Such growth is welcome but can be disruptive too.  It becomes all the more important to make sure that the DPC’s structures and expectations are refreshed and renewed.  DPC’s strong foundational documents have served us well but were patently designed for a smaller organization in simpler times.  2018 saw a comprehensive revision of our founding documents: new Articles of Association were implemented on 1st January 2018 along with the new Strategic Plan.  Operational matters are now the responsibility of a small Executive Board, and strategic matters are the responsibility of a large Representative Council of all full members, the former drawn from the latter.  Our member sub-committees were revised and expanded and remained vigorously engaged through the year.  Growth and diversity also required a more explicit statement of values and expectations, so the DPC articulated an Inclusion and Diversity policy, based on the long-standing corporate values articulated in the strategic plan.

The DPC’s finances are reported as usual through accounts filed at Companies House.  The main news is that the DPC lives within its means. We had initially forecast a neat 'break even' till the accountants added a small surplus based on rather arcane calculations of holiday pay.  That's welcome news even if we recognise it as an artefact of the process rather than true income.  In short, DPC’s revenue, based almost entirely on membership, is stable and growing; our expenditure remains tightly and transparently tied to member needs. We continue to steer away from the famine and feast of block-buster projects, preferring measured growth through sustainable membership. In the final analysis, for an organization like the DPC there is no sustainability without partnership.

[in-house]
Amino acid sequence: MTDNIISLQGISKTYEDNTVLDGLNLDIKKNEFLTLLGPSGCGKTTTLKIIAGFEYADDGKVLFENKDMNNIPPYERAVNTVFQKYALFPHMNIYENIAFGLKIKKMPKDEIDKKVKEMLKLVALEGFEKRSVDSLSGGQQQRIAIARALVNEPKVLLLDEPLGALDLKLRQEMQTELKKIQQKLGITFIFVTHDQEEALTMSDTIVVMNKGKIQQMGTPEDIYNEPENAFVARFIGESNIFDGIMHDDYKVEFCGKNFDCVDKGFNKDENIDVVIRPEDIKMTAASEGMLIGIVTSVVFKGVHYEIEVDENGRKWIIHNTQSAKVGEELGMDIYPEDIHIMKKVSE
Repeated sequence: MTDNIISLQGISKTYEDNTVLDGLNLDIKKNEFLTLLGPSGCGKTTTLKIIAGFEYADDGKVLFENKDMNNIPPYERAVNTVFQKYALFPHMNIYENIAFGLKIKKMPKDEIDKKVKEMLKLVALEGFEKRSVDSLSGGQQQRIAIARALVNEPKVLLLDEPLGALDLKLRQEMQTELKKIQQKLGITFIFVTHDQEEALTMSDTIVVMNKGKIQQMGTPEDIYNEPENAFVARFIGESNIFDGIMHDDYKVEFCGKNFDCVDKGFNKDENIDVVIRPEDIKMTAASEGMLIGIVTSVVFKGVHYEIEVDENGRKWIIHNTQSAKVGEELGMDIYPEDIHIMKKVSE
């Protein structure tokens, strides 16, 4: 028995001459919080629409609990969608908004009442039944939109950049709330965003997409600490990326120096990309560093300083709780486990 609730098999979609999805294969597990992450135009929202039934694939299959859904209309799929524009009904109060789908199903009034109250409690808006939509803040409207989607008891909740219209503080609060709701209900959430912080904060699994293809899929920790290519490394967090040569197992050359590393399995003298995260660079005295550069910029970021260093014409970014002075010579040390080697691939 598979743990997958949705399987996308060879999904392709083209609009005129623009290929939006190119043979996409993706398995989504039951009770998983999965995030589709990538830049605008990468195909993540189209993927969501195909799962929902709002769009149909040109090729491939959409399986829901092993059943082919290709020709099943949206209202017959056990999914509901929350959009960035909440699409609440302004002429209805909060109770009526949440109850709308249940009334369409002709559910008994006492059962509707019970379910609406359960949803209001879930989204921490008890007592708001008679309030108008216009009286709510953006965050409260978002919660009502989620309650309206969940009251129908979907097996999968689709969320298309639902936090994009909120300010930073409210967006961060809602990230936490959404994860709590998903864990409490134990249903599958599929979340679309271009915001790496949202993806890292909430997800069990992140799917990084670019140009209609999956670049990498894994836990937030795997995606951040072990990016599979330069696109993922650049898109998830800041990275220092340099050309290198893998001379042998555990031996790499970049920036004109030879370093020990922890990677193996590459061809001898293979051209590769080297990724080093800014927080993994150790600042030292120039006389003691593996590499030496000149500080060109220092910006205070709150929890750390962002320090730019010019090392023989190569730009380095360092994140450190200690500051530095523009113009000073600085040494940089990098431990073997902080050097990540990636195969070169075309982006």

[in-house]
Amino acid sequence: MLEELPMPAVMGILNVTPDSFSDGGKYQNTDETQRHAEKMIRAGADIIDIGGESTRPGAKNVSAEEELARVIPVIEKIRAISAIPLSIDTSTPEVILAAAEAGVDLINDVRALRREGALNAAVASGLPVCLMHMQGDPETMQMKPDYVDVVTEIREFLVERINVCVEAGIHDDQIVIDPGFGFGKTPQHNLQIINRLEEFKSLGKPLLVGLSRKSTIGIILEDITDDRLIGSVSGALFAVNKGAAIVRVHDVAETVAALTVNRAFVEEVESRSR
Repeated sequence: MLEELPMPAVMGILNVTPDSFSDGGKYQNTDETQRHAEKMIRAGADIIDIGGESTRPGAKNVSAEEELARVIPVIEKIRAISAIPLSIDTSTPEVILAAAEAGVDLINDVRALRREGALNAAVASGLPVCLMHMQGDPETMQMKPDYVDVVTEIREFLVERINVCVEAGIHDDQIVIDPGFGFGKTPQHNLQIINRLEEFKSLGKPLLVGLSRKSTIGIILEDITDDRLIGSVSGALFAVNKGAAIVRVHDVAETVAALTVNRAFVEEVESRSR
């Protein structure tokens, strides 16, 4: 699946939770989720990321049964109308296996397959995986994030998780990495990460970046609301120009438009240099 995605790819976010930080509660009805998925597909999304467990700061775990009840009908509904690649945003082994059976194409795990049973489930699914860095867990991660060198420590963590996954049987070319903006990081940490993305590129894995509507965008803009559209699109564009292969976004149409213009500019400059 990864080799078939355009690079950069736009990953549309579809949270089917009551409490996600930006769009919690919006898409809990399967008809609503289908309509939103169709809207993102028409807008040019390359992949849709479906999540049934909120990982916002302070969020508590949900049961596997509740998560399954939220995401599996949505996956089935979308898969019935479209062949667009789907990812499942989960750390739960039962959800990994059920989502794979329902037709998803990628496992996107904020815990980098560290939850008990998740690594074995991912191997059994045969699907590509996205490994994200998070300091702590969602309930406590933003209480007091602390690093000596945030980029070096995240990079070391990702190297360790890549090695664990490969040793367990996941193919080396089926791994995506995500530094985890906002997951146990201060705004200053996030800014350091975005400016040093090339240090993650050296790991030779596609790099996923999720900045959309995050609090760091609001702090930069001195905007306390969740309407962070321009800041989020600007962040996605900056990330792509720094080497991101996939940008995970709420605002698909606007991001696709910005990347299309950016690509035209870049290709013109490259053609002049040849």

I can still see that stollen in the kitchen, and as the morning has progressed it has become gradually more appealing, so I should do the decent thing and eat it out of the way before it goes off.  But not before I draw some conclusions.   The DPC has never been busier, never more impactful and never more in demand.  2017-18 was easily our busiest year but it lays the foundations for more: a sustainable organization configured for growth and with a clear plan for the future.  A good place to leave the old year; and a great place to start the new one.

That's just as well because the commitment to continuous quality improvement means we should do better next year.  Here are our laurels: watch as we try not to rest upon them.


#1 Tim Gollins 2019-01-11 14:15

What an amazing year, and huge thansk to you and the team for such brilliant work.
The DPC never fails to both set high expectaions and then exceed them !

All the very best to everyone for 2019